Thursday, February 5, 2009

The Deluge

The Deluge was the first book by Mark Morris I ever read. He is most prominently the author of several Dr. Who novels, which would have gone right past me. I know Dr. Who is a huge deal in England, but I've never gotten it. Probably a cultural thing, like eating jellied eel.

The book starts out in post-apocalyptic territory. With little preamble, in the wee hours of the morning London (and presumably the rest of the world) is flooded. Since it happens while most are asleep, the only survivors are those who live on the upper floors of high buildings, or who were above the water line for other reasons. We follow the flood from the point of view of Steve and his thirteen year old daughter Abby. After a few days, the water recedes, and the survivors venture out into a devastated world. Most people and animals are dead, and the water and the silt left behind have left almost everything ruined. Steve and Abby set out to leave London before the inevitable typhus and cholera sets in, and to reach Scotland, where Steve’s ex-wife and son live. Along the way, they are joined by other survivors, among them Max, a young black man who survived because he was chased onto a hospital roof by “Nazis” (I had a little trouble believing the gang could chase Max through the hospital without being stopped, but maybe that happens in England all the time), Libby, who was sailing at the time of the flood, and my favorite character, Sue, a policewoman. Sue knows where there is a cache of weapons, so their band is one of the few that is armed. (A major difference based on locale – if it were in America, everyone would be armed.)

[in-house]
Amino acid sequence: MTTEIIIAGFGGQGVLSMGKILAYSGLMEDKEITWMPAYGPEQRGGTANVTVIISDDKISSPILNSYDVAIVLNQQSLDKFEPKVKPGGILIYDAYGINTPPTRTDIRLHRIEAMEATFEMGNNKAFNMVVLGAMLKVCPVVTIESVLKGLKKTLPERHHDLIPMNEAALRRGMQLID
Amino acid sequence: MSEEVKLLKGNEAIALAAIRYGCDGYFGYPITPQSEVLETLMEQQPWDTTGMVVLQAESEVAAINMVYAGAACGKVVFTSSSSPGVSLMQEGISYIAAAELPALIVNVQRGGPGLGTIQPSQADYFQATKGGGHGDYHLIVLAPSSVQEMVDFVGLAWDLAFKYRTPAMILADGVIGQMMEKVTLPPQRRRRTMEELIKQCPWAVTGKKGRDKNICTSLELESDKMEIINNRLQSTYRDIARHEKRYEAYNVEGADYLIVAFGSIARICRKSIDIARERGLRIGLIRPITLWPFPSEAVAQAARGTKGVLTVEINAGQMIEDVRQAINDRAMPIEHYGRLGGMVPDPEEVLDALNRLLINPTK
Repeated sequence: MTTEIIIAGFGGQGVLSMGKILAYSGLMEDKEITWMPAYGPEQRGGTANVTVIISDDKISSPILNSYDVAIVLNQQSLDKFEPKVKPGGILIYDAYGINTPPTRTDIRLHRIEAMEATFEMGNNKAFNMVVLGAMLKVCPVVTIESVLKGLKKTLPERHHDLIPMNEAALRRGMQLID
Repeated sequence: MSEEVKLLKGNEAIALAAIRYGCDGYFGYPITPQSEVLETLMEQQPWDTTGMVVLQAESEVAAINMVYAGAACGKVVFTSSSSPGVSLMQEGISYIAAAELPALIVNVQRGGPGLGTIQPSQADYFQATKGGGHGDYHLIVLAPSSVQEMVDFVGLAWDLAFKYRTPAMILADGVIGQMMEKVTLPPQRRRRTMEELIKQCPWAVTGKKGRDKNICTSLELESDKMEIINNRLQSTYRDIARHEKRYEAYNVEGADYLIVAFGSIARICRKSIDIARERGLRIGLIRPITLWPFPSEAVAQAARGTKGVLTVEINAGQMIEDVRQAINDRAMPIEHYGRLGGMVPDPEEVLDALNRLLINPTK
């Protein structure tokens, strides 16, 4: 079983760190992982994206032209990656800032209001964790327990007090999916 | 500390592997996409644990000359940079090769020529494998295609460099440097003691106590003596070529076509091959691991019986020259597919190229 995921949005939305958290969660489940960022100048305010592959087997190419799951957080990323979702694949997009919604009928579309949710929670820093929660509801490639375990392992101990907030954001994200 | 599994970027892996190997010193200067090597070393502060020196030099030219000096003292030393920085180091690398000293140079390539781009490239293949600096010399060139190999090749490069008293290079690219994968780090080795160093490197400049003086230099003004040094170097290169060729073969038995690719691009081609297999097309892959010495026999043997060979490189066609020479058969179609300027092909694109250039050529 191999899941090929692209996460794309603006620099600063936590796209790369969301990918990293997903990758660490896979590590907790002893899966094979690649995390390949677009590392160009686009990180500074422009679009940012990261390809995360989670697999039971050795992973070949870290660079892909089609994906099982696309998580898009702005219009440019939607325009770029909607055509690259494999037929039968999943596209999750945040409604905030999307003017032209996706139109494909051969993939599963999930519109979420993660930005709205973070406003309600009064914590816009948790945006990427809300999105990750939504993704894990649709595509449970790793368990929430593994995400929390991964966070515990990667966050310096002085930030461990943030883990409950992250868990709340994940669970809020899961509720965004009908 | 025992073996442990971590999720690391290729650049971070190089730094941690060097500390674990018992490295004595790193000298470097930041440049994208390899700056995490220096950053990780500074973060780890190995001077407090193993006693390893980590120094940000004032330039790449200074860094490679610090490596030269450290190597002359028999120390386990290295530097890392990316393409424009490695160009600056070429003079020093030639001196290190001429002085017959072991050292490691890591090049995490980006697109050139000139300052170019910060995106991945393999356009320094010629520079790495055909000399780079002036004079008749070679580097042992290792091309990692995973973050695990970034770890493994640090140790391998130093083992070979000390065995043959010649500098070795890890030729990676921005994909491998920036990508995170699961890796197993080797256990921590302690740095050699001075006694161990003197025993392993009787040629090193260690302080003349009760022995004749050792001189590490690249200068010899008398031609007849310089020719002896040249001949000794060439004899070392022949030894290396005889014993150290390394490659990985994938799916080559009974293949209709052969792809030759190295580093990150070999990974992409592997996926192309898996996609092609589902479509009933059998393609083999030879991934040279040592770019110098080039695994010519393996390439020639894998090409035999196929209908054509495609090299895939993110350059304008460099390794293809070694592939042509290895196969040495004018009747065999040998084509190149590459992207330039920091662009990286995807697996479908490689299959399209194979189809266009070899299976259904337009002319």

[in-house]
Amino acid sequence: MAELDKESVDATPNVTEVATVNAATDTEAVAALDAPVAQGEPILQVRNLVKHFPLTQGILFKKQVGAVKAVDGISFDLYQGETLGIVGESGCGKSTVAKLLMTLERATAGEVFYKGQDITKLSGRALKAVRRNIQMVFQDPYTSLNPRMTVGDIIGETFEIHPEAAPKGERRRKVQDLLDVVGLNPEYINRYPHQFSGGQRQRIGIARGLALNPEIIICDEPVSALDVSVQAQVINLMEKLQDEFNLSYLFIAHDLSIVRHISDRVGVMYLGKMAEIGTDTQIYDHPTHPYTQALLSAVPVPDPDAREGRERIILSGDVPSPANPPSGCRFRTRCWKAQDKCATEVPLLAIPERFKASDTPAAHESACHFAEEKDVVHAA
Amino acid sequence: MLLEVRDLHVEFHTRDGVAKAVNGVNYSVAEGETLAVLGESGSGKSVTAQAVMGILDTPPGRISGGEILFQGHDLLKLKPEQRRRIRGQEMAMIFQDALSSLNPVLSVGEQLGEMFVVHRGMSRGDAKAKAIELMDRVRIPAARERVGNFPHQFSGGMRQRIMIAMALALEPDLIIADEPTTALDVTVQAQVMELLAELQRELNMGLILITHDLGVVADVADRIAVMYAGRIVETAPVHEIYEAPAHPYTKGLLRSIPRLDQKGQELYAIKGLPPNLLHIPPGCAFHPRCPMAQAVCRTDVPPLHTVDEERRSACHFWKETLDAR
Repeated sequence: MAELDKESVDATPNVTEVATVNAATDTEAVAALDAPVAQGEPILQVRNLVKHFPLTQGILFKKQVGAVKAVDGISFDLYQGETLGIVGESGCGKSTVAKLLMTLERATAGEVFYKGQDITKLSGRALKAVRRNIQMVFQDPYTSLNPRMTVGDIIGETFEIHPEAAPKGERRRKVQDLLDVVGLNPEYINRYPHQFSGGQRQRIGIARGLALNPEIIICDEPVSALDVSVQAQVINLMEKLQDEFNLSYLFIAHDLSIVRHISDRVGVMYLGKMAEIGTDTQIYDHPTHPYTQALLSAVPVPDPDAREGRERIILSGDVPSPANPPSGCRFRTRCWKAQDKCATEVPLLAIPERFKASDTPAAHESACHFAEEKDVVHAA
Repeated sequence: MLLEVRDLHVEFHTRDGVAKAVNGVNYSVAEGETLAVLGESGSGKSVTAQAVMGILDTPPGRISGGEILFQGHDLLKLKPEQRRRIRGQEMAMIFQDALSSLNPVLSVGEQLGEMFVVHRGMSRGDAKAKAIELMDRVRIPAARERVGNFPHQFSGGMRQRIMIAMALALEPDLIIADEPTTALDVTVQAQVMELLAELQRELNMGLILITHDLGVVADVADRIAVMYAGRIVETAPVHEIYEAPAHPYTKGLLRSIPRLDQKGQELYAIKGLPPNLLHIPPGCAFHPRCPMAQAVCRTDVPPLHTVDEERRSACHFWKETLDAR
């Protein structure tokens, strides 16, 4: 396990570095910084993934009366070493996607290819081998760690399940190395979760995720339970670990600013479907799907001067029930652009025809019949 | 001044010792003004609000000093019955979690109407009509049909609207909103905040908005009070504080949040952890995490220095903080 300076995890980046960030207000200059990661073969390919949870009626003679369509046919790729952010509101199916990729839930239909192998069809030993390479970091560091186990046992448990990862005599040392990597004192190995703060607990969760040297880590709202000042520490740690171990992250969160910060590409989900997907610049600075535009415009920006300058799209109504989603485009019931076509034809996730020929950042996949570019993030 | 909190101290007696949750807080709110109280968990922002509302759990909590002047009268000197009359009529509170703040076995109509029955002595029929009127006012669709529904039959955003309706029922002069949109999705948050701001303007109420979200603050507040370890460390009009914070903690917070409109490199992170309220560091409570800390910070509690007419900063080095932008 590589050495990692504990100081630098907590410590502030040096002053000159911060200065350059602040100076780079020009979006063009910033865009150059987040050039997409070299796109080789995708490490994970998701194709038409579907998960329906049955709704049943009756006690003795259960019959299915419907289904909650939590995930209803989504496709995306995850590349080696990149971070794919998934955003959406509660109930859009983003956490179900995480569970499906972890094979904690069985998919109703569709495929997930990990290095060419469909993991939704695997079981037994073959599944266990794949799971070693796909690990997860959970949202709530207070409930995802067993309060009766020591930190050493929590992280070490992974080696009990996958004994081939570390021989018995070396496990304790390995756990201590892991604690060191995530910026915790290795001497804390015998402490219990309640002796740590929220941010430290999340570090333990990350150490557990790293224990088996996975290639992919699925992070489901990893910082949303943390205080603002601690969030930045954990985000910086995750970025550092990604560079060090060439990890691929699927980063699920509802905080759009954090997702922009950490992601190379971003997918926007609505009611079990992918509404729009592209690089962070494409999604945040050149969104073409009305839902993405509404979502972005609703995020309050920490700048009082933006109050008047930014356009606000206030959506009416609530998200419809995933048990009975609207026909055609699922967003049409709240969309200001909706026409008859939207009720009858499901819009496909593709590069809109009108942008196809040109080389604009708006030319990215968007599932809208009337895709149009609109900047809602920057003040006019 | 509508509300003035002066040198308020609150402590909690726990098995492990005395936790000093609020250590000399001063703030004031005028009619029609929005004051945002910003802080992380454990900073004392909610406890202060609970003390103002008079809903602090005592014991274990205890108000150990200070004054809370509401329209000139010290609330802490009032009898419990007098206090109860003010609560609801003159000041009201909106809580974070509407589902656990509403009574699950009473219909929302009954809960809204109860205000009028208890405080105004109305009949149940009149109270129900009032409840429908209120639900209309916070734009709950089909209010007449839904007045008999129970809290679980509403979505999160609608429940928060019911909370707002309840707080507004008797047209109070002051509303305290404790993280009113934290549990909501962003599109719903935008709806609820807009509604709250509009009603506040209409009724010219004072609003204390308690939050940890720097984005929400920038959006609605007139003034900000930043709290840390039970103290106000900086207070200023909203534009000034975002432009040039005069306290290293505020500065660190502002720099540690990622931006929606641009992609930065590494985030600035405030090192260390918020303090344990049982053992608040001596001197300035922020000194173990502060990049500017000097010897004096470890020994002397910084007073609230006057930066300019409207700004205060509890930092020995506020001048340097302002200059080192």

At this point, the book seems to be following a familiar path, but there is a chilling twist. Some of the survivors are not really human. They are creatures that can mimic anyone (a la The Thing) and feed on humans. They quickly become the greatest danger the group faces, and their numbers quickly diminish.

The book is well-written, with deft characterization, the most important facet of writing a good horror novel. By the end, I found myself feeling unsettled, a rare experience considering how much horror I read. Some readers won’t like the number of questions that go unanswered. What cause the seemingly impossible flood? What is the significance of the blue lightning? What is the nature of the creatures stalking the survivors? The book certainly cries out for a sequel.

Despite the questions, this is an outstanding book, and I will be certainly looking for more by Mr. Morris.

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